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In 1962 just a few weeks before she died, Marilyn Monroe let a Life Magazine reporter into her new home in Los Angeles’ Brentwood neighborhood — the first she had ever owned by herself.

She told him she had personally searched out the small Mexican-style modest house and was excited about decorating it and was even in the process of building a separate guest apartment to help any of her friends who may have been in trouble.

She saw it as her private sanctuary from the world and wouldn’t even let Life take any pictures, saying “I don’t want everybody to see exactly where I live, what my sofa or my fireplace looks like.”

Sadly, the troubled beauty never got to see any of her plans through as she was found dead at the house by her psychiatrist just a few weeks later.

Since then the house has changed hands several times, but it still retains many of the design elements selected by Monroe, according to broker Lisa Optican of Mercer Vine, who has just listed the iconic and tragic piece of Hollywood memorabilia for $6.9 million.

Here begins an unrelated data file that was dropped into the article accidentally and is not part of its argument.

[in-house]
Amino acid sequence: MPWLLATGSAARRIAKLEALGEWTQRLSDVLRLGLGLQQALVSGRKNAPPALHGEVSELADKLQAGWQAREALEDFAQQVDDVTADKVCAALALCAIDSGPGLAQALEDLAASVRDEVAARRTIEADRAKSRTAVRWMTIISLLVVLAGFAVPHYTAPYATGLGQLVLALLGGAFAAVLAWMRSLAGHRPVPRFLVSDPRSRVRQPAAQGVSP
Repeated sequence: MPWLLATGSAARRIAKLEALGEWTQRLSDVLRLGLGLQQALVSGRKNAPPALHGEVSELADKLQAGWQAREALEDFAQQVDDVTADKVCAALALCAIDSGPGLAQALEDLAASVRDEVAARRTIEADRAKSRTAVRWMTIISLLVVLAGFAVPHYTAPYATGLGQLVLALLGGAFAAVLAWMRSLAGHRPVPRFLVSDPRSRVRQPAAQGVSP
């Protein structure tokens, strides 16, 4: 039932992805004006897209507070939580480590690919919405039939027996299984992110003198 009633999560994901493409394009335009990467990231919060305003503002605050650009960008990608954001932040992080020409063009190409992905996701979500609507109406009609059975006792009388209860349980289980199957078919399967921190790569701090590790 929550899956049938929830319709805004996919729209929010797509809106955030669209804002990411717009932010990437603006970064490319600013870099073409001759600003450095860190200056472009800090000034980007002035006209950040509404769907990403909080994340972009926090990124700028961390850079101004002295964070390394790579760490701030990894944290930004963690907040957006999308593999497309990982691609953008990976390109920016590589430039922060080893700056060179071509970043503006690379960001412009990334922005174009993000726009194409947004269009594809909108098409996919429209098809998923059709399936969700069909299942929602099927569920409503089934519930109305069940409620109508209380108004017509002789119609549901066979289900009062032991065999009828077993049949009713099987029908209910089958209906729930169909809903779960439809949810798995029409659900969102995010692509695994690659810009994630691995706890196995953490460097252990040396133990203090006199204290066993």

“When you walk the house and grounds, you’re immediately struck by its serenity and warmth. It’s an absolute oasis in the heart of one of the best neighborhoods in Los Angeles,” Optican said.

“The property is romantic, intimate and private, yet is walking distance to shops and restaurants. The home has a sense of peace and calm that is often hard to find in Los Angeles.”

The 2,624-square-foot house, which was built in 1929, is located at the end of a cul-de-sac behind the veil of a gate and canopy of trees, and has four bedrooms, three bathrooms, an expansive yard, a pool and a guesthouse.

The current owner paid $3.5 million for it in 2012 but never lived there.

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